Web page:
Continuing from Plato and the Hebrew Bible: Legal Narratives (esp. Panegyrics), continued . . . .
There is one more Greek comparative illustration I wanted to look at before picking up with Gmirkin’s main example as I promised at the end of the previous post. I had meant to look at a section in Plato’s Timaeus before moving on so will do that here. Gmirkin had addressed the discussion related to Plato’s myth of Atlantis in his previous chapter when comparing the biblical and Greek laws and promises associated with sacred oaths. In this post I bring in the Atlantis myth in the context of Plato’s discussion of the importance of the lawgiver Solon, since Plato’s account of Solon forms part of Gmirkin’s chapter 5 on legal narratives.
Recall that two posts earlier I mentioned that Gmirkin points to the wide range of literary genres in the classical Greek writings through which interest and appreciation of law codes, constitutions and the narratives relating to their introduction and the lives of the lawgivers themselves is expressed. One more that we examine in this post is the philosophical discourse. Plato’s Laws also contains “historical” types of narratives that lead to the institution of political and legislative institutions but since (if I recall correctly) we have discussed some of those in other posts (including posts prior to the publication of Gmirkin’s book) we will focus here on fleshing out an endnote to Gmirkin’s chapter 5.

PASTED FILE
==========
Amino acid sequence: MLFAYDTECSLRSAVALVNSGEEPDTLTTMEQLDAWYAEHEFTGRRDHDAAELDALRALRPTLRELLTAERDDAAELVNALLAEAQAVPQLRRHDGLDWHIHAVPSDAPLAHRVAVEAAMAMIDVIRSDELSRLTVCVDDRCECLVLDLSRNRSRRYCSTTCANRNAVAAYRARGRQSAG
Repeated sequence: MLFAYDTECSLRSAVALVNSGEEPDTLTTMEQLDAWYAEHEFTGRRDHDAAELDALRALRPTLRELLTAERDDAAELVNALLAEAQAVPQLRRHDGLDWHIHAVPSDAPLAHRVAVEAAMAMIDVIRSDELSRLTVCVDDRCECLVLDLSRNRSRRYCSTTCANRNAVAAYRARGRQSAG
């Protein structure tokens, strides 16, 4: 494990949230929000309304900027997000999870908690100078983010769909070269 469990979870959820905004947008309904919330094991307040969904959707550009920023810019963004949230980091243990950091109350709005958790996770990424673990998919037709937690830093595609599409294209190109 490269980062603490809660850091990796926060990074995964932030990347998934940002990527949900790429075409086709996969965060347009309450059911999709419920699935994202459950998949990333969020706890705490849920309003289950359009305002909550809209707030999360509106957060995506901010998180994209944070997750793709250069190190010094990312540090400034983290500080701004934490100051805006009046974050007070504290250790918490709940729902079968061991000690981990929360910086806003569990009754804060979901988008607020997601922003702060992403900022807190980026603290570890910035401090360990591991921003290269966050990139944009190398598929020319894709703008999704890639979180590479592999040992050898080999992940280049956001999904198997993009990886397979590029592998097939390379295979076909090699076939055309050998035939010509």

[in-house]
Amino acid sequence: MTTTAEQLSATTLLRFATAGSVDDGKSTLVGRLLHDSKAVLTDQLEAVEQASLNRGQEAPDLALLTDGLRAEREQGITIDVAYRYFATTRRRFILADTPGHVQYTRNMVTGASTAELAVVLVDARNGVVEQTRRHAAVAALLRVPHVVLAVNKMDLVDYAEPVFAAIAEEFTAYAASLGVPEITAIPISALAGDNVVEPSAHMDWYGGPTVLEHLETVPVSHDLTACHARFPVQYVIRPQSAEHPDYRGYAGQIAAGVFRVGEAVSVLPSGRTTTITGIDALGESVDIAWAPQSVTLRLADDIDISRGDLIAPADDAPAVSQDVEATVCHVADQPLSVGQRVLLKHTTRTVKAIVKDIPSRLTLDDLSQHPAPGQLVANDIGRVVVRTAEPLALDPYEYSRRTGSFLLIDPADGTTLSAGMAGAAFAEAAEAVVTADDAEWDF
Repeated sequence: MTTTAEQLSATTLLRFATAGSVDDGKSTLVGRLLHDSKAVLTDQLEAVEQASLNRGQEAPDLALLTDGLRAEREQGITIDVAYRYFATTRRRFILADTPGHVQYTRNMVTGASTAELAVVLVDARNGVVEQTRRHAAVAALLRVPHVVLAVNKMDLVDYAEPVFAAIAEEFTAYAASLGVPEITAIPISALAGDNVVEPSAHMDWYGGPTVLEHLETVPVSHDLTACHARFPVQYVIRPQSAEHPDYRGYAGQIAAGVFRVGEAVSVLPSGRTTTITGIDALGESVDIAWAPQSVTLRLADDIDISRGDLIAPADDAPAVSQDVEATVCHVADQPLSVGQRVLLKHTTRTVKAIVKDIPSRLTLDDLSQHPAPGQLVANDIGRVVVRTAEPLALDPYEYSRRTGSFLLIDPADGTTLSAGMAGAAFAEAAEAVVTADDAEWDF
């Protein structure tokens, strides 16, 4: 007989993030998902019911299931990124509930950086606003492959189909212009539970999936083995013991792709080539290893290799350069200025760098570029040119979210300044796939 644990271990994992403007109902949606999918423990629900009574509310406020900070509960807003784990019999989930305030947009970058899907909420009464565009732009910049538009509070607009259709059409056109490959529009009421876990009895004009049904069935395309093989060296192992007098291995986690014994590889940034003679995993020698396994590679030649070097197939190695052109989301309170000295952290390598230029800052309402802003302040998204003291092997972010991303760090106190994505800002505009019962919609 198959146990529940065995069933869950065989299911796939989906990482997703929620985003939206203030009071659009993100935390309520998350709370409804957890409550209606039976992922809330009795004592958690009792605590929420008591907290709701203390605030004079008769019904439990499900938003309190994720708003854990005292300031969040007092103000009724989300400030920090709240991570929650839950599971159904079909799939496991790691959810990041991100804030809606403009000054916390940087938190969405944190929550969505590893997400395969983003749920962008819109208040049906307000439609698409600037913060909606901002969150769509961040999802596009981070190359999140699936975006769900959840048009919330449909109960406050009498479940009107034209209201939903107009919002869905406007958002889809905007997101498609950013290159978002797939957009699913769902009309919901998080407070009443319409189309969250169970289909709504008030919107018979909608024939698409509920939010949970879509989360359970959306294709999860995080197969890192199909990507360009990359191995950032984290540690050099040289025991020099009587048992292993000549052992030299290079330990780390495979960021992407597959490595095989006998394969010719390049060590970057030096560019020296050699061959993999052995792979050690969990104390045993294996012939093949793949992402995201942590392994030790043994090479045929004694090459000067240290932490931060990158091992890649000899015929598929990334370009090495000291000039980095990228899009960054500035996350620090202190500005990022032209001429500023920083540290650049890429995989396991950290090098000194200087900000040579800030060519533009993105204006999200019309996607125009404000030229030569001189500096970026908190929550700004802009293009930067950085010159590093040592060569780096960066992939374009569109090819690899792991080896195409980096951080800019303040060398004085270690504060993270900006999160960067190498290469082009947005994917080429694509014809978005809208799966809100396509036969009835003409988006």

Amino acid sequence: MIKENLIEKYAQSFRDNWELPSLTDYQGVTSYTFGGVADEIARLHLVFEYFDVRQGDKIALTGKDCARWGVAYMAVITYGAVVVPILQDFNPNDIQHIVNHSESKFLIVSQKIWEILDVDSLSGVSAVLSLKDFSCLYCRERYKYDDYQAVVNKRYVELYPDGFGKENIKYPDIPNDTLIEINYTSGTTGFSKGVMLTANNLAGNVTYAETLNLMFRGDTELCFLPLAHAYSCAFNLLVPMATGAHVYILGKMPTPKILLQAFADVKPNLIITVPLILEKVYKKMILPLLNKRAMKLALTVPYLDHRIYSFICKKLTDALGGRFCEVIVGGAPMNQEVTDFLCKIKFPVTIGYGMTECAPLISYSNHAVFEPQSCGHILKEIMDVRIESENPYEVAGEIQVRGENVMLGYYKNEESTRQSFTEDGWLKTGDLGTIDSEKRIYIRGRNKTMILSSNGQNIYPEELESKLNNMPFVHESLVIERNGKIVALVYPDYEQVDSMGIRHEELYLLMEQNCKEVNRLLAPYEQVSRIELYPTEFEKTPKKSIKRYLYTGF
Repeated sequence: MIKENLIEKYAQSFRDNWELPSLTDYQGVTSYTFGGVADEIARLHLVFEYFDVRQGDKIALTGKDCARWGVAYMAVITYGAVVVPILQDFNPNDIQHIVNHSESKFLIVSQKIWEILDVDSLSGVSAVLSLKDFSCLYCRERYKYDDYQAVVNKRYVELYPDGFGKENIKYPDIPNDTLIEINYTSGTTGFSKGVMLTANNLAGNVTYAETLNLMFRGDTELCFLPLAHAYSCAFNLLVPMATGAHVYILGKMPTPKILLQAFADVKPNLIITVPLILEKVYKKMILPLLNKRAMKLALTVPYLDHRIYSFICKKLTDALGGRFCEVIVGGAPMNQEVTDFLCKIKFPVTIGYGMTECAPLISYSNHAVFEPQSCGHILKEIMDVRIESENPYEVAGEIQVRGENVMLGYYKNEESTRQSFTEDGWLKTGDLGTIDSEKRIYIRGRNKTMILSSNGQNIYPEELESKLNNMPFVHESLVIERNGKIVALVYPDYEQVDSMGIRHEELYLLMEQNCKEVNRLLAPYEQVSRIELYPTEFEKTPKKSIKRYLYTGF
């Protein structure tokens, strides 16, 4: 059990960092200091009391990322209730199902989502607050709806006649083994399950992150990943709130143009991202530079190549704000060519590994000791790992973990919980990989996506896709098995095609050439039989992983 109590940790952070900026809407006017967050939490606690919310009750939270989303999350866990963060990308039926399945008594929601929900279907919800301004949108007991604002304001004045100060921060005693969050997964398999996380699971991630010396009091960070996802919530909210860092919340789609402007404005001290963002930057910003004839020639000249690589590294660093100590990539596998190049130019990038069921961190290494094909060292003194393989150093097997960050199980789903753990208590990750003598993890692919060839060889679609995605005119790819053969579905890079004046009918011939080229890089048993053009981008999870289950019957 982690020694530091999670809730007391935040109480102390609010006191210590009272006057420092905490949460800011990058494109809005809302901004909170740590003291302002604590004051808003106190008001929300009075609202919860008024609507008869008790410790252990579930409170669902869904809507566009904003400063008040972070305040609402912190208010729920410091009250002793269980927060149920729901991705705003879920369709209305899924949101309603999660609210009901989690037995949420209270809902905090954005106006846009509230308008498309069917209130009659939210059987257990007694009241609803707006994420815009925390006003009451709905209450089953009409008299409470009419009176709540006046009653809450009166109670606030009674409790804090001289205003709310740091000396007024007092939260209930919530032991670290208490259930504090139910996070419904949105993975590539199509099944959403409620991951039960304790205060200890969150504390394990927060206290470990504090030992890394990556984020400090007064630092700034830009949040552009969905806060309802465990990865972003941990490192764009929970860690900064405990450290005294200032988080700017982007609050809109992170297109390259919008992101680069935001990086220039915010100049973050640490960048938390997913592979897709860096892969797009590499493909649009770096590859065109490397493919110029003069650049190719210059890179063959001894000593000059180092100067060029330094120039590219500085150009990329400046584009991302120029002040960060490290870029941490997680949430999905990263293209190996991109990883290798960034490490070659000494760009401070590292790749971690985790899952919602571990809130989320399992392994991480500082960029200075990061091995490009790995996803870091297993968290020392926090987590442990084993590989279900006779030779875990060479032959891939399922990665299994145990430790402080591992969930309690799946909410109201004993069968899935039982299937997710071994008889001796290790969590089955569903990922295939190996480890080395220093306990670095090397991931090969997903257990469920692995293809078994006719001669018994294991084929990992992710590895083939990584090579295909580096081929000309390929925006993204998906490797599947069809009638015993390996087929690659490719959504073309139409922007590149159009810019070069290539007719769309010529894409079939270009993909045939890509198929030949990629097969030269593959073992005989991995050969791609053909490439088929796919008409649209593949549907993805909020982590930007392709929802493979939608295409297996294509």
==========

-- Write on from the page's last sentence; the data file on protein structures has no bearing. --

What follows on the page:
It is from Plato’s Timaeus, and the wise lawgiver Solon is said to have acquired much of his great wisdom from Egypt. So essentially it is a tale of law origins within the tale of another famous lawgiver. Wheels within wheels. Continue reading “Plato and the Hebrew Bible: Legal Narratives continued . . . Solon and Atlantis”